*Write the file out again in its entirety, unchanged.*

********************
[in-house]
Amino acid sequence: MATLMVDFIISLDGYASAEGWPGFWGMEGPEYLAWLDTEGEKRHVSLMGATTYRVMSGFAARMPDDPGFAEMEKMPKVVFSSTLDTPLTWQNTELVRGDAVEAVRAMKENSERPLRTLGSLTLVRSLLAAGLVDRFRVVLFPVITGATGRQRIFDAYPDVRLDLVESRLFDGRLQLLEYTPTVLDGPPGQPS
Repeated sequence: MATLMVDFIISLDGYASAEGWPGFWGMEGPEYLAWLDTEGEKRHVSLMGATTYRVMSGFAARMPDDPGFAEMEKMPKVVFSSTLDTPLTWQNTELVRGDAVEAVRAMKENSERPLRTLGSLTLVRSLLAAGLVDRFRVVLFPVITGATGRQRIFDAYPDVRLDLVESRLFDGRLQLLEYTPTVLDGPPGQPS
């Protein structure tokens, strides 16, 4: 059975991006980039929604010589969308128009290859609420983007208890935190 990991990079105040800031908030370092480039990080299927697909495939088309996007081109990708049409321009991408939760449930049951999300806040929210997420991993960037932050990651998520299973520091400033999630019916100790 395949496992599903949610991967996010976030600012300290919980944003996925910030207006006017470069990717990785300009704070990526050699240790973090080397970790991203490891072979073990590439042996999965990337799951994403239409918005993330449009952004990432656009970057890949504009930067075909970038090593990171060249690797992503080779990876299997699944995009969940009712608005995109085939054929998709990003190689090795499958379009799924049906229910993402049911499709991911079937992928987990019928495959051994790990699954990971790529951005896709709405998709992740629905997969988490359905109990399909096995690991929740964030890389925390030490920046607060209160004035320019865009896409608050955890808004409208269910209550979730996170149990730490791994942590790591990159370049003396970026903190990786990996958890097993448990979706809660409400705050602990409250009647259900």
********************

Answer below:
[in-house]
Amino acid sequence: MATLMVDFIISLDGYASAEGWPGFWGMEGPEYLAWLDTEGEKRHVSLMGATTYRVMSGFAARMPDDPGFAEMEKMPKVVFSSTLDTPLTWQNTELVRGDAVEAVRAMKENSERPLRTLGSLTLVRSLLAAGLVDRFRVVLFPVITGATGRQRIFDAYPDVRLDLVESRLFDGRLQLLEYTPTVLDGPPGQPS
Repeated sequence: MATLMVDFIISLDGYASAEGWPGFWGMEGPEYLAWLDTEGEKRHVSLMGATTYRVMSGFAARMPDDPGFAEMEKMPKVVFSSTLDTPLTWQNTELVRGDAVEAVRAMKENSERPLRTLGSLTLVRSLLAAGLVDRFRVVLFPVITGATGRQRIFDAYPDVRLDLVESRLFDGRLQLLEYTPTVLDGPPGQPS
């Protein structure tokens, strides 16, 4: 059975991006980039929604010589969308128009290859609420983007208890935190 990991990079105040800031908030370092480039990080299927697909495939088309996007081109990708049409321009991408939760449930049951999300806040929210997420991993960037932050990651998520299973520091400033999630019916100790 395949496992599903949610991967996010976030600012300290919980944003996925910030207006006017470069990717990785300009704070990526050699240790973090080397970790991203490891072979073990590439042996999965990337799951994403239409918005993330449009952004990432656009970057890949504009930067075909970038090593990171060249690797992503080779990876299997699944995009969940009712608005995109085939054929998709990003190689090795499958379009799924049906229910993402049911499709991911079937992928987990019928495959051994790990699954990971790529951005896709709405998709992740629905997969988490359905109990399909096995690991929740964030890389925390030490920046607060209160004035320019865009896409608050955890808004409208269910209550979730996170149990730490791994942590790591990159370049003396970026903190990786990996958890097993448990979706809660409400705050602990409250009647259900």